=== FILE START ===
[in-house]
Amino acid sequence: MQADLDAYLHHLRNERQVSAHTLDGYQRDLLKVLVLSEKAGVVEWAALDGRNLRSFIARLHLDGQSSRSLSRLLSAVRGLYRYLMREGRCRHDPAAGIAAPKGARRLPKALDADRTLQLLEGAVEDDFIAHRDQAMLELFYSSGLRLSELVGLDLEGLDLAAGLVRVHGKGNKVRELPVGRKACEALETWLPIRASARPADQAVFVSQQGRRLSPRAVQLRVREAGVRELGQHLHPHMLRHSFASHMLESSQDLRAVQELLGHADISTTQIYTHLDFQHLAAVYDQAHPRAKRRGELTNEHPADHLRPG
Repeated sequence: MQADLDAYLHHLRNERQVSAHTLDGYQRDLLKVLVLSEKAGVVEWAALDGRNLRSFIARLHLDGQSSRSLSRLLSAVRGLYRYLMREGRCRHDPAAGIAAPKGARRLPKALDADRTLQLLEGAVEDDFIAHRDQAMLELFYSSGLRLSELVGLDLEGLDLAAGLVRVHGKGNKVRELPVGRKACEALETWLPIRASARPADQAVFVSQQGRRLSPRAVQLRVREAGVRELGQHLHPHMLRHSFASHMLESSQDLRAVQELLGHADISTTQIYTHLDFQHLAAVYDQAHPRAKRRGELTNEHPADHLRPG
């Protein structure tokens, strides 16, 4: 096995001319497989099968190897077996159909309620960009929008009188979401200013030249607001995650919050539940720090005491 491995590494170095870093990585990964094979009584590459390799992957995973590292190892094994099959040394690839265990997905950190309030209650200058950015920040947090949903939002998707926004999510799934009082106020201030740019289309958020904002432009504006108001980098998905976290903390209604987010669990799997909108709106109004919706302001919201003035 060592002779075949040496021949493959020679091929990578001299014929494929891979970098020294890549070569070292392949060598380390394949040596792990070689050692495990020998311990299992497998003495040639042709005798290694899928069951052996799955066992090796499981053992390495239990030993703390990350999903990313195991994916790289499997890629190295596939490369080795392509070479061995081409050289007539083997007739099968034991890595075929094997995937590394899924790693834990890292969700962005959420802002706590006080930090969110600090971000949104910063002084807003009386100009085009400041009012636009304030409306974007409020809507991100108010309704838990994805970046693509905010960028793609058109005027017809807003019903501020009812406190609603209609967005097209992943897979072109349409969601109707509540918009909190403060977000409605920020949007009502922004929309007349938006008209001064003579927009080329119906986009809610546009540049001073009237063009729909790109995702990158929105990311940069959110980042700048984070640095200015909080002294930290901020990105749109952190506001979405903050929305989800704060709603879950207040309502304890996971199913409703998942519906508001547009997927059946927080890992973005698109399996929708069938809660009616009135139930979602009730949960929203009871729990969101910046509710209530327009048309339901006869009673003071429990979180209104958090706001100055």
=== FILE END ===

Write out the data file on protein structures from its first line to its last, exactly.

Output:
[in-house]
Amino acid sequence: MQADLDAYLHHLRNERQVSAHTLDGYQRDLLKVLVLSEKAGVVEWAALDGRNLRSFIARLHLDGQSSRSLSRLLSAVRGLYRYLMREGRCRHDPAAGIAAPKGARRLPKALDADRTLQLLEGAVEDDFIAHRDQAMLELFYSSGLRLSELVGLDLEGLDLAAGLVRVHGKGNKVRELPVGRKACEALETWLPIRASARPADQAVFVSQQGRRLSPRAVQLRVREAGVRELGQHLHPHMLRHSFASHMLESSQDLRAVQELLGHADISTTQIYTHLDFQHLAAVYDQAHPRAKRRGELTNEHPADHLRPG
Repeated sequence: MQADLDAYLHHLRNERQVSAHTLDGYQRDLLKVLVLSEKAGVVEWAALDGRNLRSFIARLHLDGQSSRSLSRLLSAVRGLYRYLMREGRCRHDPAAGIAAPKGARRLPKALDADRTLQLLEGAVEDDFIAHRDQAMLELFYSSGLRLSELVGLDLEGLDLAAGLVRVHGKGNKVRELPVGRKACEALETWLPIRASARPADQAVFVSQQGRRLSPRAVQLRVREAGVRELGQHLHPHMLRHSFASHMLESSQDLRAVQELLGHADISTTQIYTHLDFQHLAAVYDQAHPRAKRRGELTNEHPADHLRPG
């Protein structure tokens, strides 16, 4: 096995001319497989099968190897077996159909309620960009929008009188979401200013030249607001995650919050539940720090005491 491995590494170095870093990585990964094979009584590459390799992957995973590292190892094994099959040394690839265990997905950190309030209650200058950015920040947090949903939002998707926004999510799934009082106020201030740019289309958020904002432009504006108001980098998905976290903390209604987010669990799997909108709106109004919706302001919201003035 060592002779075949040496021949493959020679091929990578001299014929494929891979970098020294890549070569070292392949060598380390394949040596792990070689050692495990020998311990299992497998003495040639042709005798290694899928069951052996799955066992090796499981053992390495239990030993703390990350999903990313195991994916790289499997890629190295596939490369080795392509070479061995081409050289007539083997007739099968034991890595075929094997995937590394899924790693834990890292969700962005959420802002706590006080930090969110600090971000949104910063002084807003009386100009085009400041009012636009304030409306974007409020809507991100108010309704838990994805970046693509905010960028793609058109005027017809807003019903501020009812406190609603209609967005097209992943897979072109349409969601109707509540918009909190403060977000409605920020949007009502922004929309007349938006008209001064003579927009080329119906986009809610546009540049001073009237063009729909790109995702990158929105990311940069959110980042700048984070640095200015909080002294930290901020990105749109952190506001979405903050929305989800704060709603879950207040309502304890996971199913409703998942519906508001547009997927059946927080890992973005698109399996929708069938809660009616009135139930979602009730949960929203009871729990969101910046509710209530327009048309339901006869009673003071429990979180209104958090706001100055």